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if we have table such:

create table x(
   id int primary key,
   something_else_1 int,
   something_else_2 int,
   something_else_3 int,

   char_data text, -- or varchar(1000)
);

this table will be queried on all fields except char_data.

most queries will be similar to:

select id, something_else_1
from x
where something_else_2 = 2 and something_else_3 = 5;

question is - if we have indexes etc,

what configuration will be better - text or varchar.

Just one final note -

I know I can separate this into two tables, buy separation in this case will be not the best idea, since all fields except the blob's will be something like unique index or similar.

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1  
    
Quick answer is that varchar would be faster, due to how MySQL handles TEXT/BLOB internally. In the grand scheme of things, you shouldn't notice huge performance penalties, or - you won't, unless you have really, really busy website. –  N.B. Jan 26 '12 at 10:10

1 Answer 1

up vote 2 down vote accepted

this table will be queried on all fields except char_data.

Then data type of char_data has no influence over performance. Only if you select char_data it'll consume more bandwidth. Nothing else.

Its not a problem. Because you are not using in your sql. SELECT * will become slow but SELECT id, something_else_1 will not make it slow. WHERE id=2 and something_else_2=1 has no effect, but WHERE char_data like '%charsequence%'. As long as you are not searching your table with char_data you are safe.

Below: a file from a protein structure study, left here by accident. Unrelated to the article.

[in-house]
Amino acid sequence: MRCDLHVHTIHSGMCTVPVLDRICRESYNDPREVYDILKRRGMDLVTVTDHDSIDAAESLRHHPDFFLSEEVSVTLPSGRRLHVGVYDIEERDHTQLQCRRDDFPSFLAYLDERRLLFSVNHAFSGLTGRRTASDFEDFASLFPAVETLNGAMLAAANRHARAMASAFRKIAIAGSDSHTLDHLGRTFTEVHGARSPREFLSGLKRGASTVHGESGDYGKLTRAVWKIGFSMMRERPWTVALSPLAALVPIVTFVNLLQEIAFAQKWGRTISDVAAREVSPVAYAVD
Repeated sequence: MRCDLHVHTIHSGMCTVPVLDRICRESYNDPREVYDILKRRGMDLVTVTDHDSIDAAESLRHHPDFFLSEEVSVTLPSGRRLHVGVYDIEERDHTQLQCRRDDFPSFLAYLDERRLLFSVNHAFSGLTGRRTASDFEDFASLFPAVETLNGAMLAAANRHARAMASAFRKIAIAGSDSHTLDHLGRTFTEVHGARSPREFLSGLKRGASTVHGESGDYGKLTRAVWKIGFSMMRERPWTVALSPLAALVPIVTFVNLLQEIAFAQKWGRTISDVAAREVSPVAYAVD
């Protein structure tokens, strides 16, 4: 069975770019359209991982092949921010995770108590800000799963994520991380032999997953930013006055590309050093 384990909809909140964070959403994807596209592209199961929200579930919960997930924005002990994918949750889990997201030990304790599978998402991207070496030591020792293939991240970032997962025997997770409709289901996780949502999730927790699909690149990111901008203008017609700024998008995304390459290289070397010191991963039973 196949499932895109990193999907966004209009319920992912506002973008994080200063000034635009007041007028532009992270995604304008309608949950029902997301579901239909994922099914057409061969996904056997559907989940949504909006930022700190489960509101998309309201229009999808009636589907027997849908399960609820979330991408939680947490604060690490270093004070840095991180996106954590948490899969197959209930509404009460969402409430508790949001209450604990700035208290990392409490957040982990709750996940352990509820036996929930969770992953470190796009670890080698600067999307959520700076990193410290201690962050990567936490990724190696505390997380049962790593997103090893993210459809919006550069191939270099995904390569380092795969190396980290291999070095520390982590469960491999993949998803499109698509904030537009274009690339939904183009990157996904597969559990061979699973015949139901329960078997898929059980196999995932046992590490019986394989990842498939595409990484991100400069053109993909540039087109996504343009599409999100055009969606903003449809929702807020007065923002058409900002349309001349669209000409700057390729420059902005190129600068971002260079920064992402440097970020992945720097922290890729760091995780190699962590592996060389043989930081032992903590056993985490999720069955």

Besides if you still want to search by char_data, you should enable full text search.

ALTER TABLE `x` ADD FULLTEXT(`char_data`); 

Note: Full text search is only supported in MyISAM table engine.

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but isn't text is stored "outside" the table? if this is true, then instead of text a "pointer" is stored into a table. this could mean that table record is short and probably the text version will be faster? –  Nick Jan 26 '12 at 10:29
    
Yes, Its stored outside. But does it matter? You are not working with it. It wont be faster. If you work with the char_data then it makes sense. Even then, the performance difference will be very very little. You cant find it without heavy benchmarking. I doubt you'll ever hit that limit –  shiplu.mokadd.im Jan 26 '12 at 10:49
    
I am expecting 100M records, probably more :) But from the thing you are telling me the only difference between varchar and text will be disk space. I am even thinking about compressing the field to save some space. thanks. –  Nick Jan 26 '12 at 10:51
1  
@Nic My answer is updated –  shiplu.mokadd.im Jan 26 '12 at 11:06

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